The king of quality | Value Research Jinesh Gopani, Head of Equity, Axis Mutual Fund talks about the key determinants of quality and why valuations matter

The king of quality

Jinesh Gopani, Head of Equity, Axis Mutual Fund talks about the key determinants of quality and why valuations matter

Axis Mutual Fund is known for having a focus on quality stocks. We spoke to Jinesh Gopani, Head of Equity, Axis Mutual Fund to find out what the key determinants of quality are and also how much valuations matter in the case of quality stocks.

Equity investing has generated great wealth for investors in the past few decades. But many have also lost money. So what determines who does well?
Equity markets have been great wealth creators over the last 40 years. In absolute terms, the S&P BSE Sensex has generated about 300 times returns since its conceptualisation in 1978. However, only a handful of investors have been the beneficiaries of this wealth creation. Likewise, many perceived stock gems of old times are trading as penny stocks and, in select cases, have gone out of business. The wealth destruction in these stocks is difficult to measure. The moral for the story: while saving and investing is important, what assumes more importance is quality of investing.

So how would you define quality investing? What are some tangible factors you look at when picking stocks?
Since our inception in 2009, the core philosophy of the equity-investment process has been a steadfast adherence to quality. Now 'quality' is a very broad term when it comes to investing. Our approach to understanding the quality of a business connotes a combination of two sets of factors:

Quantitative factors

  • Strong return metrics [example, return on equity (ROE), return on capital employed (ROCE)]
  • Stable cash flows - a company should be able to fund its organic growth from internal accruals and use long-term capital and working capital efficiently
  • High profitability, low debt-to-equity and earnings consistency

Qualitative factors

  • A strong management pedigree
  • Transparency of operations for investors and key stakeholders
  • Credible oversight committees and strong internal controls
  • A sustainable long-term business model

Clearly, this approach has worked for you. Can you explain how it plays out in different stages of the market cycle? What is the kind of research you do to ensure a company qualifies as a 'quality' investment based on the criteria you shared with us.

In aggregate, this style offers two potential advantages. First, quality has historically delivered a return premium, i.e., the opportunity to outperform a broad benchmark over the long term. And second, it offers a high margin of safety. Quality typically outperforms other investment styles during periods of turbulence as these stocks are considered as less volatile in relative terms by market participants due to their inherent fundamental attributes.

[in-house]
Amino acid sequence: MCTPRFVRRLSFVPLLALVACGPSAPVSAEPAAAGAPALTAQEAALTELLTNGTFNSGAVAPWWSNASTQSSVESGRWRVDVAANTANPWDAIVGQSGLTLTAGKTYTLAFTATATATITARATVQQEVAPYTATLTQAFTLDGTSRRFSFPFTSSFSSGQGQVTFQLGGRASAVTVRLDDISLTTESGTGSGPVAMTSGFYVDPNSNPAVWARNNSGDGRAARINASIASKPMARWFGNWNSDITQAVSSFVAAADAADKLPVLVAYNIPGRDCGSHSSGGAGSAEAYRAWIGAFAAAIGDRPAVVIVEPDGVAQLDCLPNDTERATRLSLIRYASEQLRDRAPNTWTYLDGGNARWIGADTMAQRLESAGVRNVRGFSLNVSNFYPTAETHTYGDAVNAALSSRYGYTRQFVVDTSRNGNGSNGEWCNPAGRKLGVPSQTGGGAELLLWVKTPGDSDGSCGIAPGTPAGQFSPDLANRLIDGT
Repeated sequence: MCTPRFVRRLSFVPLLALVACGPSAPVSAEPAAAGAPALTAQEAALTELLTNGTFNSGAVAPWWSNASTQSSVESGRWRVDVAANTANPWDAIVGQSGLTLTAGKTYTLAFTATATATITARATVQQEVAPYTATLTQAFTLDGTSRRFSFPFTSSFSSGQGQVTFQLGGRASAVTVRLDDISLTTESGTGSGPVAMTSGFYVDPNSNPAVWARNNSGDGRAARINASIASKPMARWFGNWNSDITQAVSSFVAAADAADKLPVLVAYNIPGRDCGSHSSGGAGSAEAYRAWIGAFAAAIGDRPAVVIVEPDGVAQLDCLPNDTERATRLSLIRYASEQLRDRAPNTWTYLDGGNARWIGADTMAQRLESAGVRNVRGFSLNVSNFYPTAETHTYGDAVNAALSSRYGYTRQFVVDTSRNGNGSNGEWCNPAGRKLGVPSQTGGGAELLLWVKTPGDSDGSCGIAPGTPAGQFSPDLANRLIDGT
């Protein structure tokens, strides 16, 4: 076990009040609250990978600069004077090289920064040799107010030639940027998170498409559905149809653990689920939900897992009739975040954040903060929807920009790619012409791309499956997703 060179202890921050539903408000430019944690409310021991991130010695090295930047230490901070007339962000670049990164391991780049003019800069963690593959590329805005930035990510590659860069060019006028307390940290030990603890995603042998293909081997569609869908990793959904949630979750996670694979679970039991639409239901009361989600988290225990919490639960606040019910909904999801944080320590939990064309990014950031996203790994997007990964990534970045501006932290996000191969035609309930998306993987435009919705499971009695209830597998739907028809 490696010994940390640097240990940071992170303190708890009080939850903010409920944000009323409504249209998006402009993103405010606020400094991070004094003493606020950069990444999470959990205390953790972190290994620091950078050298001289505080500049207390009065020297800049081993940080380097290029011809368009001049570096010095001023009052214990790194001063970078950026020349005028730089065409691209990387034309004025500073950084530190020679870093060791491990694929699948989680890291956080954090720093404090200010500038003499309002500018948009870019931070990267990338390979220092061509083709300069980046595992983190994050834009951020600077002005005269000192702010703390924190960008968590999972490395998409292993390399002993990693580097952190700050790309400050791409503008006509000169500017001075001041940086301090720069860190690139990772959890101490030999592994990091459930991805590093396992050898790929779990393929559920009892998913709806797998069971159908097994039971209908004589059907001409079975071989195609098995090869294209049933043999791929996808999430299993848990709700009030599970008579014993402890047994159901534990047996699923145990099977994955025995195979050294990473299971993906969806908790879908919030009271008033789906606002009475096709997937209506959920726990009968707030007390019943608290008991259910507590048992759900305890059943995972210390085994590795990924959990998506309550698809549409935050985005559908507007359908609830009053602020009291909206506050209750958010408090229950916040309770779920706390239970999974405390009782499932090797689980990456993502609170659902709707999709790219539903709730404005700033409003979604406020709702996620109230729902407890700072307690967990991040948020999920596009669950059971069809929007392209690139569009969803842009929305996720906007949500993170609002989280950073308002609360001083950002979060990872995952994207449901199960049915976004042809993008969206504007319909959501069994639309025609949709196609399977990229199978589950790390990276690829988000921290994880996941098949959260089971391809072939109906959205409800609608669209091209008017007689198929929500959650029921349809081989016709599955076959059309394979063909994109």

Being bottom-up investment managers, we pride ourselves in hunting for quality through diligent research. We pride ourselves on building index-agnostic portfolios with a long-term investment outlook. The market has rewarded quality and the growth style of investing for the better part of a decade now and we believe that consistent wealth generation will only happen if investors trust the businesses they invest in.

Our approach to quality involves an in-depth understanding of the businesses that we invest in. This process is twofold. Firstly, we evaluate the quantitative aspects like financials, past track record and other key metrics. Second and the most crucial is our interpretation of the qualitative aspects like management credentials and the potential of the business. Such an approach of ours has enabled our portfolios to ride out significantly volatile periods of the market.

What about valuations?
Given that value is subjective, ascertaining value is a critical element to investing and alpha generation. Companies like these are often investor favourites and are seldom available at 'cheap' valuations. The rationale is justifiable, given that these companies meet the three hallmarks - good managements, good earnings and transparency. So then where is the opportunity, you may ask? The opportunity lies in staying patient and alert at the same time - alert to any sharp falls in market prices to capitalise on short-term volatility in favour of long-term opportunity and being patient sometimes over several years.

In conclusion, quality has been an all-weather wealth creator for long-term investors despite several blips in performance. While uncommon, these blips in performance have not eroded the wealth created during the market upswing. Further, it is important to note that companies labelled as quality are fundamentally driven rather than by sentiment and hence the volatility quotient of these stocks remains relatively lower as compared to momentum and value-driven stocks where asset-pricing is dependent on subjective factors.

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